The spatially extended proxy- and model-evidence presented in this study is consistent with multiple previous local to regional studies which predicted warm-summer conditions during the YD stadial13,14,15,16,17,18. The multi-proxy confirmation of European-scale persistence of warm summers during the YD suggests that high orbital forcing during summer12 in combination with atmospheric blocking dominate also stadial conditions during the late glacial. The additional strengthening of atmospheric blocking in response to cold North Atlantic SSTs, as simulated by CESM1 during the YD (Fig. 5c, d; Supplementary Fig. 5), has found support by observations linking recent European heat waves and droughts to unusually cold North Atlantic SSTs44,45. Although more research is required to better understand the cold-ocean–warm-summer link on different timescales, this mechanism suggests that also the proxy evidence for regionally dry conditions during the YD1,7,8,9 might be an additional key factor which impacted the climate and, i.e. terrestrial ecosystems during stadial conditions.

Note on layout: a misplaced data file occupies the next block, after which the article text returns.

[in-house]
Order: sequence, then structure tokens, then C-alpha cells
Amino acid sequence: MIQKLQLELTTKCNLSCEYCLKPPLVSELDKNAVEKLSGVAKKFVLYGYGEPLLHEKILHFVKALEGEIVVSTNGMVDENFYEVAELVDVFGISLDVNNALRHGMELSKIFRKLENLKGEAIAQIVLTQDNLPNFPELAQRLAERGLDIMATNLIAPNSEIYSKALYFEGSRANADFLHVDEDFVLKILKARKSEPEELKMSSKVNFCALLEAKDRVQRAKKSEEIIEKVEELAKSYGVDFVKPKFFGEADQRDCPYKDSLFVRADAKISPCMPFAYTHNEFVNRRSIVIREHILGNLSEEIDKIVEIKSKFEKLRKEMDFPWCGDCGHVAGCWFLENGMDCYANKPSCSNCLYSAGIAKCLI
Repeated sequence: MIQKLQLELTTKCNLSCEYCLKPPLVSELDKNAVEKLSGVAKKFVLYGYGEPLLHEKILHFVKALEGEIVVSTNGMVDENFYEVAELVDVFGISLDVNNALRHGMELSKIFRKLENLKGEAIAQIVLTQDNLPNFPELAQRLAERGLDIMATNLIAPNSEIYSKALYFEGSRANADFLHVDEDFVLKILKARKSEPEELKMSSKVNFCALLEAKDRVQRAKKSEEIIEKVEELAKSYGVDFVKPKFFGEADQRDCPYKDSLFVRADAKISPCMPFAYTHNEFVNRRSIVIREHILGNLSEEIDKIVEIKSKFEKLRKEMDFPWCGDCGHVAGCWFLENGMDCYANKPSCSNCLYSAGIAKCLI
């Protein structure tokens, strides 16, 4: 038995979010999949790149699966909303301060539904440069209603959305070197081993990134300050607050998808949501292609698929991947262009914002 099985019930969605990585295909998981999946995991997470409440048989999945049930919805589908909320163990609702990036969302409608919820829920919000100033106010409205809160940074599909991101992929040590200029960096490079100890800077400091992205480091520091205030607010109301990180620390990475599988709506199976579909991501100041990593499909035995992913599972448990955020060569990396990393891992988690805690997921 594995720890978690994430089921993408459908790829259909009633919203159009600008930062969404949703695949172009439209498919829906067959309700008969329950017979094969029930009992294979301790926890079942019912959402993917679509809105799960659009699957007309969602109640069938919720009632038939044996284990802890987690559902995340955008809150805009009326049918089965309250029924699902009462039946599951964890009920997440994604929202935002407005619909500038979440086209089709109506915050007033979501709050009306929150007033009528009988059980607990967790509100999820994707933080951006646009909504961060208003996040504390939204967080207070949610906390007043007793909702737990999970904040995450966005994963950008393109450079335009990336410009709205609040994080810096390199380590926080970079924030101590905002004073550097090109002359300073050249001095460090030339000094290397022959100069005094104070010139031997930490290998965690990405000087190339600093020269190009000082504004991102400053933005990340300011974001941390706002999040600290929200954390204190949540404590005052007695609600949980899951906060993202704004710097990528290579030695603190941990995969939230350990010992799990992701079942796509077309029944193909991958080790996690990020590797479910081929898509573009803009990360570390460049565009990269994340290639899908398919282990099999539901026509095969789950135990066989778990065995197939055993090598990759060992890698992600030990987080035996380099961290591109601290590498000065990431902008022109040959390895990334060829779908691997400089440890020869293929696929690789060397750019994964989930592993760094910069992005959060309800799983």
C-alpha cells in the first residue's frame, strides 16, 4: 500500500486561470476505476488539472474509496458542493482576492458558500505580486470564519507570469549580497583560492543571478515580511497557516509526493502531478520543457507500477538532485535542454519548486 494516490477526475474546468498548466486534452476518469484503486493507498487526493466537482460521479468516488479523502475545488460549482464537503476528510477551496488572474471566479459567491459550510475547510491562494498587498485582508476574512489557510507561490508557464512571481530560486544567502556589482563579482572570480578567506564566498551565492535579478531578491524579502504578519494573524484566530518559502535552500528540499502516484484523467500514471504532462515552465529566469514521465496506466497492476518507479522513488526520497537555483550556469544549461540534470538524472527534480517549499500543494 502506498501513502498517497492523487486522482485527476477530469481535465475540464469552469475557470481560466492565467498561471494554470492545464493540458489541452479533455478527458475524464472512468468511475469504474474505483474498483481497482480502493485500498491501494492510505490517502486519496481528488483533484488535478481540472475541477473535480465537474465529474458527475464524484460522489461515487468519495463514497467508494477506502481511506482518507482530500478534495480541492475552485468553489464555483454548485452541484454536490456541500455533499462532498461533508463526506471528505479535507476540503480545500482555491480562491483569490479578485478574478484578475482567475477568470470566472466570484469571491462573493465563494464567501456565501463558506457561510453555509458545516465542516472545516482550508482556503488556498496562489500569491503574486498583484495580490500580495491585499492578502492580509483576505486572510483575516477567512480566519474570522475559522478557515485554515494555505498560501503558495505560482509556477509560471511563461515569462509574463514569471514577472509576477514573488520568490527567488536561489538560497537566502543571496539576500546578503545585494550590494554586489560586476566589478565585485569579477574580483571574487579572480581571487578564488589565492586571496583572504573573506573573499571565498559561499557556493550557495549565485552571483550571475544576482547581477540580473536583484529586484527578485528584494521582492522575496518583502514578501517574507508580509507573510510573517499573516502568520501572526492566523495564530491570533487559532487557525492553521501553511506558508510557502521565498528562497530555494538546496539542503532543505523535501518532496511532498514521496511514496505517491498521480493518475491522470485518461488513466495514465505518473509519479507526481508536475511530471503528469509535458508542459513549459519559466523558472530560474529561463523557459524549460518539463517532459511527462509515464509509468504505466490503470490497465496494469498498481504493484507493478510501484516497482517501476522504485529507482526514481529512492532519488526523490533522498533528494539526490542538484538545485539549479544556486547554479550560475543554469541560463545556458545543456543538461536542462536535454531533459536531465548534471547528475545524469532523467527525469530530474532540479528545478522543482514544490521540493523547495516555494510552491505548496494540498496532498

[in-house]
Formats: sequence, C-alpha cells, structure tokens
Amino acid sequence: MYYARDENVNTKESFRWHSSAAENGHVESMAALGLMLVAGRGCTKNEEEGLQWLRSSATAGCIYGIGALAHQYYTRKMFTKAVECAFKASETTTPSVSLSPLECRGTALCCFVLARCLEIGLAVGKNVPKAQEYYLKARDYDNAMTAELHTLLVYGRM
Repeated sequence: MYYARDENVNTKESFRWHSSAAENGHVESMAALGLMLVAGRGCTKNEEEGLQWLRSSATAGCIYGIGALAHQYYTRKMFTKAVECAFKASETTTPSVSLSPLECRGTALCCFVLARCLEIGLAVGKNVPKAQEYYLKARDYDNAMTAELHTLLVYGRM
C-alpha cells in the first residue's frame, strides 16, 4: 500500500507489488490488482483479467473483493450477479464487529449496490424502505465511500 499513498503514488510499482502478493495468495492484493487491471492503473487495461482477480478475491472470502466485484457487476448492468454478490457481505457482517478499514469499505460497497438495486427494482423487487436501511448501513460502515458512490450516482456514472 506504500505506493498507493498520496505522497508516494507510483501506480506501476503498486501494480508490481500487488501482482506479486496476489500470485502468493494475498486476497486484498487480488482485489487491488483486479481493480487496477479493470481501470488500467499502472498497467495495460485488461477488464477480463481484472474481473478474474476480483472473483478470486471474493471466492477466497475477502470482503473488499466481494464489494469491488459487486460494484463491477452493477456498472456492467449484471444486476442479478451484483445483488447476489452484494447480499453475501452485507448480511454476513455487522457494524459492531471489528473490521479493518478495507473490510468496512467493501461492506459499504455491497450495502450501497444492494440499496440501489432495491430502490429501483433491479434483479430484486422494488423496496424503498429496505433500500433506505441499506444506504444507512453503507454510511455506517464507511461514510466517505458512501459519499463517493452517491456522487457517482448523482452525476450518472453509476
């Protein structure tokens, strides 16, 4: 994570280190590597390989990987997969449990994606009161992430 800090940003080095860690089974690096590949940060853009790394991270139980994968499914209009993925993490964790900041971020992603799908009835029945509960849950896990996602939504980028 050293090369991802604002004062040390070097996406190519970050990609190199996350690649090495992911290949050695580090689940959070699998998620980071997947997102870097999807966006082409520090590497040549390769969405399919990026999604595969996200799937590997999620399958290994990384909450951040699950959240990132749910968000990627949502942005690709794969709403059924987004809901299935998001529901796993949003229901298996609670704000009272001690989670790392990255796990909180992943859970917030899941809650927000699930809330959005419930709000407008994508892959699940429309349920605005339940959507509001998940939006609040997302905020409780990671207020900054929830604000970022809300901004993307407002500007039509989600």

Results from our study together with previous proxy-13,14,15,16,17,18 and modelling studies11,32,34 do not support the interpretation that the cooling signal found in various other European proxies like chironomids9,10,11 or the widespread disappearance of European forests18 reflect peak summer conditions during the YD. However, this cooling signal is indicative of another important aspect which dominates the stadial conditions of the YD. As shown by our CESM1 simulation, the magnitude and spatial pattern of cold bias reflected by chironomid assemblages relative to plant indicator species and our climate model results is consistent with the simulated cooling in late spring when atmospheric blocking is absent. The multi-proxy-model comparison therefore confirms previous interpretations that the strong change in seasonality, and hence a shift to more continental climate conditions3,6 dominates the climatic conditions during the YD.